Psalm 147 is an important psalm in Jewish liturgy and is recited in its entirety in Pesukei Dezimra, which is part of the daily morning prayer service in Judaism.[13] It holds a significant place in Jewish worship, emphasizing praise and gratitude to God.


Rabbi Yehudah Aryeh Leib Alter of Ger (Sefat Emet) offers a unique interpretation of verse 2, which is written in the present tense: "The Lord builds Jerusalem." He teaches that since the destruction of the Holy Temple, each generation actively contributes toward its rebuilding in a cumulative way through its merits.[14]

Rambam draws from verse 2 a timeline for the events following the coming of the Mashiach (Jewish Messiah). According to his interpretation, the Mashiach will first arrive, then the Holy Temple will be built (as mentioned in "The Lord builds Jerusalem"), and finally, the ingathering of the exiles will take place, signifying the reuniting of the Jewish people.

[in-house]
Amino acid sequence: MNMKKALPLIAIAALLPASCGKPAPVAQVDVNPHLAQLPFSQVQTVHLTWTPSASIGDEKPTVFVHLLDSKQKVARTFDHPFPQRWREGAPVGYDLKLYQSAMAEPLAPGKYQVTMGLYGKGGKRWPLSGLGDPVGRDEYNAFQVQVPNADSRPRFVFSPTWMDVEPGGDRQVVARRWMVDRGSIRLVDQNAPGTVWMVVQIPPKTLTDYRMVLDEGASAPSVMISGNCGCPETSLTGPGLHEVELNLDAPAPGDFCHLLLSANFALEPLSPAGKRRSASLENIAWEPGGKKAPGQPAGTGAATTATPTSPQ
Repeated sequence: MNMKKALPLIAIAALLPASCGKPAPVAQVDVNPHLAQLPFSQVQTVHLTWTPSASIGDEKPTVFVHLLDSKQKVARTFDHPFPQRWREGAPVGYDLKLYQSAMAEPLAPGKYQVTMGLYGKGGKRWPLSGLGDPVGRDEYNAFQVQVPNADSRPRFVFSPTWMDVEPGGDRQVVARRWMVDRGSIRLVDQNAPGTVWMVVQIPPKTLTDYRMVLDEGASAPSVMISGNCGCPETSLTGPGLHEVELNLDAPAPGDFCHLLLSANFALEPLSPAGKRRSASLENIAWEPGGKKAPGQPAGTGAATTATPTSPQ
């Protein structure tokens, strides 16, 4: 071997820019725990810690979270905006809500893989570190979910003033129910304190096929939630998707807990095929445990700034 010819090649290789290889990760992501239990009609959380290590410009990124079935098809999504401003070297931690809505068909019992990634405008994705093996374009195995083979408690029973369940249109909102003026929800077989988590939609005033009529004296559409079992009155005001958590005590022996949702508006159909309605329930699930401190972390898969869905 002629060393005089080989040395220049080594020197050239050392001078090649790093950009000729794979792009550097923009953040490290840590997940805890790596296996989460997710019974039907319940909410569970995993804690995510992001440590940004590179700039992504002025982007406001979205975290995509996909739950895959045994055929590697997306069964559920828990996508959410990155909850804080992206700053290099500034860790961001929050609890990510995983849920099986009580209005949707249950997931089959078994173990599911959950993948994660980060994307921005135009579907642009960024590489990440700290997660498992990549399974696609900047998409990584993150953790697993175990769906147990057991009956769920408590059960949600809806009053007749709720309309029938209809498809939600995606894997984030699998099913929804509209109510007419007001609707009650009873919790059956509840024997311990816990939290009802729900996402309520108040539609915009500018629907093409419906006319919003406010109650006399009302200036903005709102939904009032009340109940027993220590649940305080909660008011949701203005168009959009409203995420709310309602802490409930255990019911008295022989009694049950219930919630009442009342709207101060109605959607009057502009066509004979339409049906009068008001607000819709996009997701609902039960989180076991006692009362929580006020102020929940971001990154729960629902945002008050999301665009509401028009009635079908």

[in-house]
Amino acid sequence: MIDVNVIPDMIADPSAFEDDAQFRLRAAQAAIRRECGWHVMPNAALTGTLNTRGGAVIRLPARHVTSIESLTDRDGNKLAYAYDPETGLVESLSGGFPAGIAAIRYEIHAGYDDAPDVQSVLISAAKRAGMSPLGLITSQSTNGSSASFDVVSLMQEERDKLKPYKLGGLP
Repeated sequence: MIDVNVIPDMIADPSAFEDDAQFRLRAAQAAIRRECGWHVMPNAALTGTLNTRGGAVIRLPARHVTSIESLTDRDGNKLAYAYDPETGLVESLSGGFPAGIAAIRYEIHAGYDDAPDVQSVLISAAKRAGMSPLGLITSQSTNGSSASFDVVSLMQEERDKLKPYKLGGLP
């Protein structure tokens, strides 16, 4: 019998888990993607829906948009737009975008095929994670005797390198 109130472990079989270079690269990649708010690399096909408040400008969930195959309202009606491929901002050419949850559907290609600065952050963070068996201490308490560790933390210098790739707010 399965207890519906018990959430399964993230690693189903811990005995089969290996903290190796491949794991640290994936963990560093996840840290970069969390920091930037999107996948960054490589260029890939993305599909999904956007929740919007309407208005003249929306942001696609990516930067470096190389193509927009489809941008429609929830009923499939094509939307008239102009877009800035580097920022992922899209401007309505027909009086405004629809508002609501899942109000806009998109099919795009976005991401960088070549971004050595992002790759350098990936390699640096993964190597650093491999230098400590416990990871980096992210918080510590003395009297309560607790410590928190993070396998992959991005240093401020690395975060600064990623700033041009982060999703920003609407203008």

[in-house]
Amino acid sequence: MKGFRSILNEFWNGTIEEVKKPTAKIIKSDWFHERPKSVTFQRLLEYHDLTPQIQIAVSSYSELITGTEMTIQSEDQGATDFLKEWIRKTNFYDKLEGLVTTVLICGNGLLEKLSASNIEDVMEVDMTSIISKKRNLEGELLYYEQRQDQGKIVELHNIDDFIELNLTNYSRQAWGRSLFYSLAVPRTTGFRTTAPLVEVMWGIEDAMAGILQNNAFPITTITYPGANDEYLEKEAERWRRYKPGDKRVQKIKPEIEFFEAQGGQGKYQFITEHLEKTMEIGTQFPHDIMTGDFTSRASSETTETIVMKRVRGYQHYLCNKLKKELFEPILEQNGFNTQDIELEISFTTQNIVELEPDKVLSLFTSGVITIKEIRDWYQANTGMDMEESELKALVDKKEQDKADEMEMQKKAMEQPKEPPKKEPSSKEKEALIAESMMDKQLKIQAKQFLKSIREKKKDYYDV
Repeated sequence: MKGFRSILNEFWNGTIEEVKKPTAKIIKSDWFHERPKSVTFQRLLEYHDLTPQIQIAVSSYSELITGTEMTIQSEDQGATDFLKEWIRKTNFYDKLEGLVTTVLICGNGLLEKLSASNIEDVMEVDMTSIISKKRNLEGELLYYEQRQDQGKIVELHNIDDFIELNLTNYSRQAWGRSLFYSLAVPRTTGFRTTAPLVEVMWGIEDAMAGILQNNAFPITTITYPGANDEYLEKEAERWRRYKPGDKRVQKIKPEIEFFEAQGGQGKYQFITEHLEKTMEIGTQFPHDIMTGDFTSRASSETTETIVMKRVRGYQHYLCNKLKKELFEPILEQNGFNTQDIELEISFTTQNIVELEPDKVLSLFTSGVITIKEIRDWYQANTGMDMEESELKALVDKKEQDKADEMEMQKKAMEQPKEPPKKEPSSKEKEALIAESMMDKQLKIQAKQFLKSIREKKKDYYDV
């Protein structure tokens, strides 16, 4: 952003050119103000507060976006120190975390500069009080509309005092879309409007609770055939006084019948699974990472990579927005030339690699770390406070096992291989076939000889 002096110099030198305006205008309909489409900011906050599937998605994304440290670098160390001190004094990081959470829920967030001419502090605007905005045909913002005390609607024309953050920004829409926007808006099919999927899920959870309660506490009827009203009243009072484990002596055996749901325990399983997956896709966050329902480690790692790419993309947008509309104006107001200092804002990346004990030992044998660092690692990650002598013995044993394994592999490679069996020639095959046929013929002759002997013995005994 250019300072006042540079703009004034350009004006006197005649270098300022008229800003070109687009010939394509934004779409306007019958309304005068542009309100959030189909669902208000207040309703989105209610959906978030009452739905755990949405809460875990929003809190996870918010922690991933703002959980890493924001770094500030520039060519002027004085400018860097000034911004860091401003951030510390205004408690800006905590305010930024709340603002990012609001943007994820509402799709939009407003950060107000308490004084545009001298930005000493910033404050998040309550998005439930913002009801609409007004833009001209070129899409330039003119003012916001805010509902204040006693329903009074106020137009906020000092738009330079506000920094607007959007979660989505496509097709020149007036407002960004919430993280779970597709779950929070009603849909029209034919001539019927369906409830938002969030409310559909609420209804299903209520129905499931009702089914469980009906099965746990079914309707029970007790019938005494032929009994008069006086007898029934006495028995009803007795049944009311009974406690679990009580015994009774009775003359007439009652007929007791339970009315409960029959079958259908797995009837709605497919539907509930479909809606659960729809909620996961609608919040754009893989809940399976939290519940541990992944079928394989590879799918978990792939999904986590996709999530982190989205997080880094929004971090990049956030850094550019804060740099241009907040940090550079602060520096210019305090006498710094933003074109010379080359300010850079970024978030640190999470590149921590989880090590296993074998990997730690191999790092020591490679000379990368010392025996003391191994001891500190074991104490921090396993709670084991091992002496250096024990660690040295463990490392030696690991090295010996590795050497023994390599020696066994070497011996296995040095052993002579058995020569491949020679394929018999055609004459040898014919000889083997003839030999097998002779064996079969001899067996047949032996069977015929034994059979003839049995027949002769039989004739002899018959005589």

Since the Middle Ages, this psalm was recited or sung at the office of Vespers on Saturday, according to the Rule of St. Benedict of 530 AD.

In the Liturgy of the Hours today, the first part (verses 1–11), numbered as Psalm 146 in the Septuagint and Vulgate, is recited or sung at Lauds on Thursday of the fourth week, and the second part (verses 12–20), numbered as Psalm 147 in the Septuagint and Vulgate, is recited or sung on Friday of the second and fourth week of the four-week cycle of the psalter. In the liturgy of the Mass, the first part (Psalm 146) is sung or read on the fifth Sunday in Ordinary Time of Year B of the three-year Sundays cycle and on the first Saturday in Advent in the two-year weekday cycle, and the second part (Psalm 147) is used on the feast of the Most Holy Body and Blood of Christ in year A of the Sundays cycle, and on several weekdays.

Book of Common Prayer[edit]

In the Church of England's Book of Common Prayer, this psalm is appointed to be read on the evening of the thirtieth day of the month.[15]

Musical settings[edit]